On the pages of The Whole Earth Catalog, divergent branches of Arts and Crafts thought, now almost mutually unintelligible, are pulled back together. It is in fact pretty whole. It’s ugly, in my opinion, but it’s good design. As design and as writing it has the kind of headlong commitment to purpose that forgives whole categories of problems at once. And there is much to be forgiven here: in places, certainly more than I can stand. You could take some scissors through this archive and make quite a scrapbook of things no one should ever have written.

Well, my first reaction here – what got me thinking about William Morris – was: Wow, that Univers looks really square. Its first connotation for me is a kind of postwar American ideal of manly pragmatism. It’s homebuilt aircraft ads in Popular mechanics, the covers of Heinlein paperbacks, and disposing of your used motor oil in a hole in the yard. Buffalo plaid shirts and so on. But that squareness was not a solid object. An awful lot of them turned out to be about three tokes of terrible weed away from recording a prog or psychedelic folk album with a questionably focused photo of like half a dozen different regrettable hairstyles next to a gnarly tree on its cover. They might have been switched on but they were still the same people. We’re drawing an X here. Univers is conceptually grounded in Morris’s medieval-revivalist anarcho-eco-socialism, but it’s becoming one of the main typefaces of a clean, mass-produced, alienated-on-purpose high modernism. Heading in the other direction are a bunch of kids going to college and learning about Albert Hofmann and Abbie Hoffman. The Whole Earth Catalog is at the center of this X.

So a lot of this is, for me, about the contingency, mutability, and impurity of everything. It’s a reminder that the hippies were, on average, apolitical libertarians with hearts tangled in sexism and racism. Today we understand these things better than the hippies did – partly from watching what happened to them. (Some of the stories I could tell about growing up in the ’90s surrounded by these people, including some named in this archive, as they aged: you’d gasp.) Theories of change, accountability, what it means to be apolitical, how to spot a cult, spiritual bypassing, psychedelics, conspiratorial thinking, what makes capitalism resilient, implicit biases, the dynamics of protest, kindness, Buddhism, what makes a community last, geodesic domes, mass communication, microeconomics, overpopulation, and so on: there’s a lot we know more about than the 1968ers did. One way to read the archive is gloatingly. More productive, I think, is with a sense that in among all this there might yet be a few things we ought to remember. Perhaps enough time has finally passed that we can lift a few necessities without falling into maudlin boomer nostalgia. There’s a sense of hope and potential here that is not entirely naïve nor irrelevant to our time.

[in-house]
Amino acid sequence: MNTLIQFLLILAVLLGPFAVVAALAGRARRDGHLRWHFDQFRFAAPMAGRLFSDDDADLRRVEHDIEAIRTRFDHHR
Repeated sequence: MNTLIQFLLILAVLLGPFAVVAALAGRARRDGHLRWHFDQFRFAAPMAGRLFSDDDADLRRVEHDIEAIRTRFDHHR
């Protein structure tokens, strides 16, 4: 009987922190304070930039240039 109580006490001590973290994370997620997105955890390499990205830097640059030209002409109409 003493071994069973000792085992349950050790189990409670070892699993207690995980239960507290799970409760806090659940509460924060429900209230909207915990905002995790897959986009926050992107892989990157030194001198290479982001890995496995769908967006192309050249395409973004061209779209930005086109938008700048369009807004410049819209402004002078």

I don’t know whether there are really cycles to culture or whether stuff just happens to return sometimes when conditions are right. Perhaps it’s only a fun coincidence that a lot of the most interesting culture in the ’70s was working with ideas from fifty years or two generations before, in the ’20s, and here we are again. The one thing everyone can agree on about The Whole Earth Catalog is that it was super influential. Its branches are far apart now. Maybe we will see some of them intersect as clearly again.